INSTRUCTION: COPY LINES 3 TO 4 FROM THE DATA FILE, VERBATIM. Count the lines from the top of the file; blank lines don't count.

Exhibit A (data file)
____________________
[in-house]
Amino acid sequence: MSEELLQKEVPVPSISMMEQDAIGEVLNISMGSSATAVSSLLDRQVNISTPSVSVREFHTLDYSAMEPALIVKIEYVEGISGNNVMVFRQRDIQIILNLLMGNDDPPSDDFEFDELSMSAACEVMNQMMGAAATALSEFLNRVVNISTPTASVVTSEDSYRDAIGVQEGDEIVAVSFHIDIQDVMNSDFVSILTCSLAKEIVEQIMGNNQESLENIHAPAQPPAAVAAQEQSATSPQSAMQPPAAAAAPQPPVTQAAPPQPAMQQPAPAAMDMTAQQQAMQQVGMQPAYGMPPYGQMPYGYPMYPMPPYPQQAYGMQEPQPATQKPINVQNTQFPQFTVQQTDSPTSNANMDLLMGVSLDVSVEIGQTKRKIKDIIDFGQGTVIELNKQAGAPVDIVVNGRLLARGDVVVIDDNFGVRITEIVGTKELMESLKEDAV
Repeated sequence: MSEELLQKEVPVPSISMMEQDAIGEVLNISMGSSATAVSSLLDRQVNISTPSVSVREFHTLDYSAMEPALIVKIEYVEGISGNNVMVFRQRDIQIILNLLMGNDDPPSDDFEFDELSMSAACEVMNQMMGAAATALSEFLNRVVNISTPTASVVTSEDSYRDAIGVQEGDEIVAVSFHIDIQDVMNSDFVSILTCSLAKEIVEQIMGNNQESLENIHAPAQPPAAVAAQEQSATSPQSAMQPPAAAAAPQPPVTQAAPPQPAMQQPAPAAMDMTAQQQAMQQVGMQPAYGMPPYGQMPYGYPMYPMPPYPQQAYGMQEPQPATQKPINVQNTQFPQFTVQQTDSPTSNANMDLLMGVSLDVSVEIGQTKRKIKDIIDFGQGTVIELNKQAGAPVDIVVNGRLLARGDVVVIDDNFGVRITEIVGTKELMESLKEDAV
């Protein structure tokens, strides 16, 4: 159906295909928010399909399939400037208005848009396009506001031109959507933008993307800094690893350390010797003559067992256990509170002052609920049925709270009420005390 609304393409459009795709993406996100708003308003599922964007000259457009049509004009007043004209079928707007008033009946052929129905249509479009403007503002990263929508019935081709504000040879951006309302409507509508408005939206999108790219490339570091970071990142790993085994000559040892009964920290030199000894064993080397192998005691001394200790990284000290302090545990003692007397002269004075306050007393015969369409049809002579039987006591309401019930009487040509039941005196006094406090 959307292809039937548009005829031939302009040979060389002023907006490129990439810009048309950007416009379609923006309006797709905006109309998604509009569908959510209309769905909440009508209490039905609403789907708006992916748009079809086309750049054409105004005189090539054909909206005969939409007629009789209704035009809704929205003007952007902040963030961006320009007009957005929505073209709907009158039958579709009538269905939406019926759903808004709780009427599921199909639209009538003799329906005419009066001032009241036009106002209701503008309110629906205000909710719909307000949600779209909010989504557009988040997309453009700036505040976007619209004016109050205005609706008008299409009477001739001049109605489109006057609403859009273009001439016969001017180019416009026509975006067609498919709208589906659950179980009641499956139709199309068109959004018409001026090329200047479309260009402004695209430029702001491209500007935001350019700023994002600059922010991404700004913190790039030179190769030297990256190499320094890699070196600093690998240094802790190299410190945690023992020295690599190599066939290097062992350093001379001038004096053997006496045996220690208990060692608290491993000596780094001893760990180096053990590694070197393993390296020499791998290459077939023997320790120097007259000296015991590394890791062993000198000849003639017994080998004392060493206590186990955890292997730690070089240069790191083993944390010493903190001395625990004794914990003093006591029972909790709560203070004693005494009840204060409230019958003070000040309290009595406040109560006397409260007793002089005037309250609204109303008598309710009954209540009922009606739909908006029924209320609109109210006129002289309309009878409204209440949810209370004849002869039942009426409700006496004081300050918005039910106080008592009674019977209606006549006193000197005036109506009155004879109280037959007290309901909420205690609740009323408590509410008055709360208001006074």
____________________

Repeated sequence: MSEELLQKEVPVPSISMMEQDAIGEVLNISMGSSATAVSSLLDRQVNISTPSVSVREFHTLDYSAMEPALIVKIEYVEGISGNNVMVFRQRDIQIILNLLMGNDDPPSDDFEFDELSMSAACEVMNQMMGAAATALSEFLNRVVNISTPTASVVTSEDSYRDAIGVQEGDEIVAVSFHIDIQDVMNSDFVSILTCSLAKEIVEQIMGNNQESLENIHAPAQPPAAVAAQEQSATSPQSAMQPPAAAAAPQPPVTQAAPPQPAMQQPAPAAMDMTAQQQAMQQVGMQPAYGMPPYGQMPYGYPMYPMPPYPQQAYGMQEPQPATQKPINVQNTQFPQFTVQQTDSPTSNANMDLLMGVSLDVSVEIGQTKRKIKDIIDFGQGTVIELNKQAGAPVDIVVNGRLLARGDVVVIDDNFGVRITEIVGTKELMESLKEDAV
């Protein structure tokens, strides 16, 4: 159906295909928010399909399939400037208005848009396009506001031109959507933008993307800094690893350390010797003559067992256990509170002052609920049925709270009420005390 609304393409459009795709993406996100708003308003599922964007000259457009049509004009007043004209079928707007008033009946052929129905249509479009403007503002990263929508019935081709504000040879951006309302409507509508408005939206999108790219490339570091970071990142790993085994000559040892009964920290030199000894064993080397192998005691001394200790990284000290302090545990003692007397002269004075306050007393015969369409049809002579039987006591309401019930009487040509039941005196006094406090 959307292809039937548009005829031939302009040979060389002023907006490129990439810009048309950007416009379609923006309006797709905006109309998604509009569908959510209309769905909440009508209490039905609403789907708006992916748009079809086309750049054409105004005189090539054909909206005969939409007629009789209704035009809704929205003007952007902040963030961006320009007009957005929505073209709907009158039958579709009538269905939406019926759903808004709780009427599921199909639209009538003799329906005419009066001032009241036009106002209701503008309110629906205000909710719909307000949600779209909010989504557009988040997309453009700036505040976007619209004016109050205005609706008008299409009477001739001049109605489109006057609403859009273009001439016969001017180019416009026509975006067609498919709208589906659950179980009641499956139709199309068109959004018409001026090329200047479309260009402004695209430029702001491209500007935001350019700023994002600059922010991404700004913190790039030179190769030297990256190499320094890699070196600093690998240094802790190299410190945690023992020295690599190599066939290097062992350093001379001038004096053997006496045996220690208990060692608290491993000596780094001893760990180096053990590694070197393993390296020499791998290459077939023997320790120097007259000296015991590394890791062993000198000849003639017994080998004392060493206590186990955890292997730690070089240069790191083993944390010493903190001395625990004794914990003093006591029972909790709560203070004693005494009840204060409230019958003070000040309290009595406040109560006397409260007793002089005037309250609204109303008598309710009954209540009922009606739909908006029924209320609109109210006129002289309309009878409204209440949810209370004849002869039942009426409700006496004081300050918005039910106080008592009674019977209606006549006193000197005036109506009155004879109280037959007290309901909420205690609740009323408590509410008055709360208001006074």